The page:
|Publication number||US20060027662 A1|
|Application number||US 11/069,808|
|Publication date||Feb 9, 2006|
|Filing date||Feb 28, 2005|
|Priority date||Feb 27, 2004|
|Publication number||069808, 11069808, US 2006/0027662 A1, US 2006/027662 A1, US 20060027662 A1, US 20060027662A1, US 2006027662 A1, US 2006027662A1, US-A1-20060027662, US-A1-2006027662, US2006/0027662A1, US2006/027662A1, US20060027662 A1, US20060027662A1, US2006027662 A1, US2006027662A1|
|Original Assignee||Baradi Adnan S|
|Export Citation||BiBTeX, EndNote, RefMan|
|Referenced by (21), Classifications (8)|
|External Links: USPTO, USPTO Assignment, Espacenet|
This application is related to U.S. provisional application No. 60/547,960, filed on Feb. 27, 2004, now abandoned, the disclosure of which is incorporated herein by reference.
1. Field of the Invention
This invention relates to identification information, and in particular to the use of indicia with color coding for enhanced identification of data and objects.
2. Description of the Related Art
Known computer and data systems for document storage and visualization, such as the World Wide Web and the Internet, use data employing markup languages such as Hypertext Markup Language (HTML) formatting, as well as data formatting in Extensible Markup Language (XML) and Standard Generalized Markup Language (SGML). Such data formatting uses color code definitions for specifying codes corresponding to specific colors, such as the major colors RED, GREEN, and BLUE in the RED-GREEN-BLUE (RGB) color scheme.
General codes are used by markup language to specify the assignment of the contents of a web page related to the size and type of fonts and colors throughout the web page. However, in the prior art, such use of color is typically ornamental, or may be indicative only of a function, such as black for unactivated or unaccessed hyperlinks or red for activated or accessed hyperlinks.
Colors may also be used to encode data, for example, in black-and-while bar codes such as two-dimensional or zebra barcodes encoding product information in Universal Product Code (UPC) symbols on product packaging, or in three-dimensional data codes. Such use of colors is limited to dealing with identification and verification purposes.
Heretofore, such use of colors to encode data has been silent or passive; that is, different colors merely indicate the appearance of one region to be different from the appearance of another region. Any functional aspects of the colors serve only to provide contrasts to indicate YES/NO or ONE/ZERO.
Accordingly, for a bar code with, for example, twenty vertical black lines against a white background, only 220 objects=1,048,576 objects may be uniquely identified. For large inventories, such as in warehouses, such bar codes may be insufficient, and may require a lengthy bar code extending over a significant portion of the object being labeled and uniquely identified for tracking.
For identifying people, such as with Social Security numbers in the United States, black-and-white bar codes may be used, but would require over twenty-eight vertical lines, while larger populations in the European Union, India, China, or the entire world would require even lengthier bar codes with many more vertical lines. In addition to identifying millions or even billions of people, the identification and tracking of billions of objects globally becomes unwieldy with black-and-white bar codes.
When such black-and-white vertical lines in bar codes are positioned more densely to minimized their size on a product with more lines used to identify more objects, people as well as automated scanning machines may be unable to distinguish one black-and-white bar code from another having similar but distinct appearances.
However, people as well as automated scanning machines are able to easily distinguish two or more contrasting colors. For example, the colors of the basic spectrum ranging from red to violet are readily identifiable.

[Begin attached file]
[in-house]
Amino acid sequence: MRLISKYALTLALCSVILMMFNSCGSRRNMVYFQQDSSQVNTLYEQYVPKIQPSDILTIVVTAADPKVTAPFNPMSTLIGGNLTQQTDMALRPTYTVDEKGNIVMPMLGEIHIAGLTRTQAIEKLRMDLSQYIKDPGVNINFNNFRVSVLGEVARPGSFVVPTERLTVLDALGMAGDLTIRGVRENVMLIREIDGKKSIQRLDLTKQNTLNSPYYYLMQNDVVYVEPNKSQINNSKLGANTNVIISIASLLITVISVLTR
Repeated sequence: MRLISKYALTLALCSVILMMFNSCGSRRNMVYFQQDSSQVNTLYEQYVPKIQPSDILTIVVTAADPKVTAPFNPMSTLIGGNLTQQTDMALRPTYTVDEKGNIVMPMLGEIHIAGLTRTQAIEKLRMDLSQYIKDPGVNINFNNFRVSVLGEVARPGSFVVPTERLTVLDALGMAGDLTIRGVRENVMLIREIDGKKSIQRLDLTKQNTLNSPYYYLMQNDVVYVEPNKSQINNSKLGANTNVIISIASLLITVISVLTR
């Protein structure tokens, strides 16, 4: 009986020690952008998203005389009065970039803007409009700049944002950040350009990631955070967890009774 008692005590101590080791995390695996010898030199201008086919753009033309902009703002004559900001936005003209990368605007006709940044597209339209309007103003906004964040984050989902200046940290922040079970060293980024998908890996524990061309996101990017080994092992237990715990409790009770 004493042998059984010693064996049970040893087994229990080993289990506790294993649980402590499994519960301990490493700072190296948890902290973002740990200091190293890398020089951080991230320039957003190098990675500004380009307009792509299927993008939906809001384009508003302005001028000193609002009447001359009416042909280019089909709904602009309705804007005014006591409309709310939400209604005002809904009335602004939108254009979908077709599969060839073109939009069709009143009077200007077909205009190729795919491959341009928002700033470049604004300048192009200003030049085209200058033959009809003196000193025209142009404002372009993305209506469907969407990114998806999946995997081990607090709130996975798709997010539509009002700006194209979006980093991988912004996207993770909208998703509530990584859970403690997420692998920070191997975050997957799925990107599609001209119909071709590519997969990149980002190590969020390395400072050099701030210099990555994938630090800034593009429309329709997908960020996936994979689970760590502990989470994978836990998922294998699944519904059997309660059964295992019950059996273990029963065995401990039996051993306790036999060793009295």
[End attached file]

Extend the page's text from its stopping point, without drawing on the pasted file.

In addition, such bar codes typically have fixed heights and orientations in a linear arrangement. However, people as well as automated scanning machines are able to readily distinguish different arrangements of colors in many different orientations beyond a fixed linear arrangement. For example, pie charts with at least two colors for the pie segments as well as bar charts used, for example, in business presentations are easily understandable to show distinct information using color.
A need exists for the active use of colors and color coding of data to enhance the identification of data and objects.
A color coding system and method process the data of an image or document to blend the data using a predetermined mapping to generate color indicia being a series of color bars or shapes having different lengths and heights. The color indicia is uniquely associated with the input data, and the use of color has a greater ability to visually distinguish one object from another.
Preferred embodiments of the invention are disclosed hereinbelow with reference to the drawings, wherein:
As shown in
In an example implementation, the color-coding system 10 may be an Internet-accessible computer including a “PENTIUM” microprocessor commercially available from “INTEL CORPORATION”, including 1 MB of RAM as the memory, 1 GB of hard drive storage, and executing the “WINDOWS” operating system commercially available from “MICROSOFT CORPORATION”. Accordingly, the input device 12 includes a mouse and optionally a keyboard for inputting the information 18 through a graphic user interface (GUI).
The at least one output device 16 includes at least a color display 30 capable of displaying at least the predetermined palette of colors. As defined and used herein, the term “color” is not limited to black and white, but may be any known color or combinations thereof.
The processor 14 may include the microprocessor of a personal computer of the user inputting the input information 18 to generate the color indicia 28. The processor 14 may also include and/or be operatively connected to a web server; for example, a server computer commercially available from “IBM CORPORATION” capable of running the “WINDOWS 2003 SERVER” software available from “MICROSOFT CORPORATION”. Alternatively, the personal computer of the user may be a client computer operating as the input device 12 connected to a web server acting as the processor 14 of the color-coding system 10.
The predetermined palette may include, for example, the colors of the spectrum selected from the group of: red, orange, yellow, green, blue, indigo, violet, and combinations thereof. With just the seven basic colors of the spectrum being red, orange, yellow, green, blue, indigo, violet, a color indicia forming a color bar code shown, for example, in